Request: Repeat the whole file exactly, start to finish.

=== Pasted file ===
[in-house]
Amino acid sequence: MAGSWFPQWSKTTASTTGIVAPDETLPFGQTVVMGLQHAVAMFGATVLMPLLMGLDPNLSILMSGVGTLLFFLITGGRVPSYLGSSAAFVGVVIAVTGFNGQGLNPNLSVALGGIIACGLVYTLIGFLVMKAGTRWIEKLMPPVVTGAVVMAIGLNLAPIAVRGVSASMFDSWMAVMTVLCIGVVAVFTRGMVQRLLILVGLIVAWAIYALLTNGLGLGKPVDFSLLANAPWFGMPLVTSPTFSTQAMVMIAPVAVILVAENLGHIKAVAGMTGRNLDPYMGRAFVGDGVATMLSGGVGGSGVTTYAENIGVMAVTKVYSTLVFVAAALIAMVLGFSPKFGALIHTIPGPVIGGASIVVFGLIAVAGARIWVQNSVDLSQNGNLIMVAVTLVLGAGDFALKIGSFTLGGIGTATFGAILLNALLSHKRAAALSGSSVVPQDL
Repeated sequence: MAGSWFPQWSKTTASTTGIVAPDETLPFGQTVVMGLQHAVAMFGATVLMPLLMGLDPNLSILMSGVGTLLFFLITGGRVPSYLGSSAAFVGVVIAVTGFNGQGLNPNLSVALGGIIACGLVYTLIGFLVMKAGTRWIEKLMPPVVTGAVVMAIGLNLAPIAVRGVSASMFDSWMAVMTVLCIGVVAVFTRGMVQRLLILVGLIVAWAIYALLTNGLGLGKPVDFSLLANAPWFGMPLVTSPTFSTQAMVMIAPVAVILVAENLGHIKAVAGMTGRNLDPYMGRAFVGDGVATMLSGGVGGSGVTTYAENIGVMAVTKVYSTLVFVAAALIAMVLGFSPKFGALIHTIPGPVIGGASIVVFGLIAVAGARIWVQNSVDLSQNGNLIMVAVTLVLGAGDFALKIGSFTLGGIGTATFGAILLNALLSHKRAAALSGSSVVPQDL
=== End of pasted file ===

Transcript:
[in-house]
Amino acid sequence: MAGSWFPQWSKTTASTTGIVAPDETLPFGQTVVMGLQHAVAMFGATVLMPLLMGLDPNLSILMSGVGTLLFFLITGGRVPSYLGSSAAFVGVVIAVTGFNGQGLNPNLSVALGGIIACGLVYTLIGFLVMKAGTRWIEKLMPPVVTGAVVMAIGLNLAPIAVRGVSASMFDSWMAVMTVLCIGVVAVFTRGMVQRLLILVGLIVAWAIYALLTNGLGLGKPVDFSLLANAPWFGMPLVTSPTFSTQAMVMIAPVAVILVAENLGHIKAVAGMTGRNLDPYMGRAFVGDGVATMLSGGVGGSGVTTYAENIGVMAVTKVYSTLVFVAAALIAMVLGFSPKFGALIHTIPGPVIGGASIVVFGLIAVAGARIWVQNSVDLSQNGNLIMVAVTLVLGAGDFALKIGSFTLGGIGTATFGAILLNALLSHKRAAALSGSSVVPQDL
Repeated sequence: MAGSWFPQWSKTTASTTGIVAPDETLPFGQTVVMGLQHAVAMFGATVLMPLLMGLDPNLSILMSGVGTLLFFLITGGRVPSYLGSSAAFVGVVIAVTGFNGQGLNPNLSVALGGIIACGLVYTLIGFLVMKAGTRWIEKLMPPVVTGAVVMAIGLNLAPIAVRGVSASMFDSWMAVMTVLCIGVVAVFTRGMVQRLLILVGLIVAWAIYALLTNGLGLGKPVDFSLLANAPWFGMPLVTSPTFSTQAMVMIAPVAVILVAENLGHIKAVAGMTGRNLDPYMGRAFVGDGVATMLSGGVGGSGVTTYAENIGVMAVTKVYSTLVFVAAALIAMVLGFSPKFGALIHTIPGPVIGGASIVVFGLIAVAGARIWVQNSVDLSQNGNLIMVAVTLVLGAGDFALKIGSFTLGGIGTATFGAILLNALLSHKRAAALSGSSVVPQDL